Have you ever purchased a math game that sounded like the perfect way to improve your kids’ math skills? Then…your kids saw the word “math” on the box and quickly lost interest. Don’t give up! Go ahead—open that box and set up the game. When you use these simple tips, your kids will enjoy and request that math game!
Your child wants to share happy moments with you. Silly animated comments like “Oh no!’ or “No way” or “What!?” can start the giggles. Kids mirror their parents’ emotions. Have fun and your kids will too!
Happy experiences also create happy memories. Even the thought of a happy activity can make kids feel good. Linking math with happy emotions increases the likelihood that kids will actively pursue other types of math in the future.
Bring in other family members. There’s no better way to liven up a game than to include a mix of players. Grandparents are perfect to share the fun and are not too offended when they lose.
Is your child sensitive about losing? Downplay the scoring. Emphasize the action, fun, and surprises in the game. For really young kids pair them up with an adult or older sibling.
It’s best to play at an easier game level and work your way up. Mastery comes from practice. Kids should have a preliminary understanding of math before playing the game. If the math is too difficult, the fun factor of the game is lost.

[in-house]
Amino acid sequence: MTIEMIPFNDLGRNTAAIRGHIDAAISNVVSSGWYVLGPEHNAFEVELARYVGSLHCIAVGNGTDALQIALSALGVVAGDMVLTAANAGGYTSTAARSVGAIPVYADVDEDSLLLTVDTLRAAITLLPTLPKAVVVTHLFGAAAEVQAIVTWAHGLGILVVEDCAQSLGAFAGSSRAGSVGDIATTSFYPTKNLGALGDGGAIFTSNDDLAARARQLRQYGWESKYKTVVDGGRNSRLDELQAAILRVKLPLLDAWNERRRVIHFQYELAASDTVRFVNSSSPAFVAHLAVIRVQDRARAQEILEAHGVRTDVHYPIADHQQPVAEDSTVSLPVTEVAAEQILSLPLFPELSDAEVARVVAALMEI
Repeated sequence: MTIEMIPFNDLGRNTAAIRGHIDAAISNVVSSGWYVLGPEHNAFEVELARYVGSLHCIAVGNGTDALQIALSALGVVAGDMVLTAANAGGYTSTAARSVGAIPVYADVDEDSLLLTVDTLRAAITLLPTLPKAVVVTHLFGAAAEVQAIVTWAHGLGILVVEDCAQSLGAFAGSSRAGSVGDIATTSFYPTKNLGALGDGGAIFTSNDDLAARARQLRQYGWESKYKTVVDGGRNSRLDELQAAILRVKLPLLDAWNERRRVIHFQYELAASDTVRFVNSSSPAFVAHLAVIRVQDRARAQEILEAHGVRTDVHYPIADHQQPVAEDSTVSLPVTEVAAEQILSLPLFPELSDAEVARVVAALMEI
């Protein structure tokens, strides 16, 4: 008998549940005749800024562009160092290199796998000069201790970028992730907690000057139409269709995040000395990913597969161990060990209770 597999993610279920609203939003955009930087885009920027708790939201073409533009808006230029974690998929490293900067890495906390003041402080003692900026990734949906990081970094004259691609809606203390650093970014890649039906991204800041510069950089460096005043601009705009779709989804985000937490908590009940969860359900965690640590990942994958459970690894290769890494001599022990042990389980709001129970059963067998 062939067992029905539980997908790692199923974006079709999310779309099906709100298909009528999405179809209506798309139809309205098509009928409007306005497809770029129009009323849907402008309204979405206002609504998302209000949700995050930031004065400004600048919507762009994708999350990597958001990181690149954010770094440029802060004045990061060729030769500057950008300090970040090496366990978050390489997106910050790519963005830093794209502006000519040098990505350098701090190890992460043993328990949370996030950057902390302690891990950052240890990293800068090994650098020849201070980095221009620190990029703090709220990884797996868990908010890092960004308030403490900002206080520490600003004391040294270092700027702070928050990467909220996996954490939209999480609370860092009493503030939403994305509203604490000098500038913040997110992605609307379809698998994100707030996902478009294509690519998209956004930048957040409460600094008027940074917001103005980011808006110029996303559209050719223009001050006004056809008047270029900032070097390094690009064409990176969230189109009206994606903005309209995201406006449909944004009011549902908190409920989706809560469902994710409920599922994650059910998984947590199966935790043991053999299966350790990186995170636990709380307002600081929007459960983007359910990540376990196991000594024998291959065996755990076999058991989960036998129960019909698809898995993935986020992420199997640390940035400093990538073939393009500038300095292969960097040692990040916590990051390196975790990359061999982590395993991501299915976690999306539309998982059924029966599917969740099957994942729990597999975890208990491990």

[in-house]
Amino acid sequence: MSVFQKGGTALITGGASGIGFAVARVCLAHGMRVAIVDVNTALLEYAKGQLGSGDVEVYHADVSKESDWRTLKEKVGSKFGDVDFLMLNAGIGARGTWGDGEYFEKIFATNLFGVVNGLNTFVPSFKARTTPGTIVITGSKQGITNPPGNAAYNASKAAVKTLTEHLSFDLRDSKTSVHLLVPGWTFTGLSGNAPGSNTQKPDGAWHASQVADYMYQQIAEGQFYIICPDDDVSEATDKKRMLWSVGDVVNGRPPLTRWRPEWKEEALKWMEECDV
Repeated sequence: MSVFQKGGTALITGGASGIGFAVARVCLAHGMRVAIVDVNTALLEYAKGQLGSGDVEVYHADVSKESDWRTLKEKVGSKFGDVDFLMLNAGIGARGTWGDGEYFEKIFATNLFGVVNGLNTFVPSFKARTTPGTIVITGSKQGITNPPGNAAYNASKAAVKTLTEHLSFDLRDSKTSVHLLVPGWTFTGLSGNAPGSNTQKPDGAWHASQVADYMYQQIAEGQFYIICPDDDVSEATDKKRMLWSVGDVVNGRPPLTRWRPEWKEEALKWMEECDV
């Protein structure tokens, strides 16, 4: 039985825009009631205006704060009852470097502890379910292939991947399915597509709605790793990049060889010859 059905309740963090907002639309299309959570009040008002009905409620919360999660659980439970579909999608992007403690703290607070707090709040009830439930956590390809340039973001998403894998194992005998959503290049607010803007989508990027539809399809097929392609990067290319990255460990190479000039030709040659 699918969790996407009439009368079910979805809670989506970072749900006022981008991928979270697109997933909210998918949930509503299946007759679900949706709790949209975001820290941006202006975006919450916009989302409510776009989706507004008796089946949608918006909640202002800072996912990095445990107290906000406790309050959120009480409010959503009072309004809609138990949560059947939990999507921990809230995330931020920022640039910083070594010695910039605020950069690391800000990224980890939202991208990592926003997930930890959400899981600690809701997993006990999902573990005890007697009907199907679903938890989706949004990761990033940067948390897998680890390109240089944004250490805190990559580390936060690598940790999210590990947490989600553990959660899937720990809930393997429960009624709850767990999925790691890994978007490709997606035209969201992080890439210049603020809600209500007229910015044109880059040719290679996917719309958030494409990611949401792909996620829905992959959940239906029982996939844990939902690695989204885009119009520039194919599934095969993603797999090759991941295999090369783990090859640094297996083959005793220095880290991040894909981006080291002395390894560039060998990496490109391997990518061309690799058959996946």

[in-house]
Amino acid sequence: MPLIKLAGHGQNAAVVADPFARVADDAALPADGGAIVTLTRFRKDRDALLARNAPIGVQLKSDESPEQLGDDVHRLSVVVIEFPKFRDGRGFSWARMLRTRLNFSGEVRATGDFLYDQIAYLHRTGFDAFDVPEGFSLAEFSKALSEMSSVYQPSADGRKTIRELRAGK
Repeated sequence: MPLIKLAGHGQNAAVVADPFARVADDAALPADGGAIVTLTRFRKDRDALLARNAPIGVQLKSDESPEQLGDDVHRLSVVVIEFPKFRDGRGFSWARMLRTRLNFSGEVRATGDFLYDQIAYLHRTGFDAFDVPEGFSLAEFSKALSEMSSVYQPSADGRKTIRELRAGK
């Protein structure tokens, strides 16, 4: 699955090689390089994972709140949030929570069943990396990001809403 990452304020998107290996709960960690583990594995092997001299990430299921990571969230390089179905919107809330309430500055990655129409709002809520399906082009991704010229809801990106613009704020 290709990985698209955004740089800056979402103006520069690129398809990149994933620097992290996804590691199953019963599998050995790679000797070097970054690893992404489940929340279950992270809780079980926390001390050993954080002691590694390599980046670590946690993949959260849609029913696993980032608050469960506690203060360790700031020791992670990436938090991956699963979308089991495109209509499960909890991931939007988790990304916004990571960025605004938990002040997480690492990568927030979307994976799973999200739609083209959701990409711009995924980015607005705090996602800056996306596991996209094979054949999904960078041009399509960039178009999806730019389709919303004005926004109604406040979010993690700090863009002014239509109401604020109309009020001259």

A solution for young beginners is to start as an observer. It’s surprising how quickly the little ones learn just by watching others have fun.
The idea is for your kids to want to continue improving their math skills. If kids add incorrectly the first time, RELAX! Simply correct them without much drama. They’ll get it right the second and third time. But if they’re embarrassed or unhappy, they won’t want to play again.
If you feel your kids have mastered the skills in the game and they still want to play it again—great! Many kids will read a favorite book again and again, even after they’ve learned all the words. Allow them to enjoy a math game for the fun of it. They’ll think of math as a fun, useful skill and they’ll move on to more challenging games when they’re ready.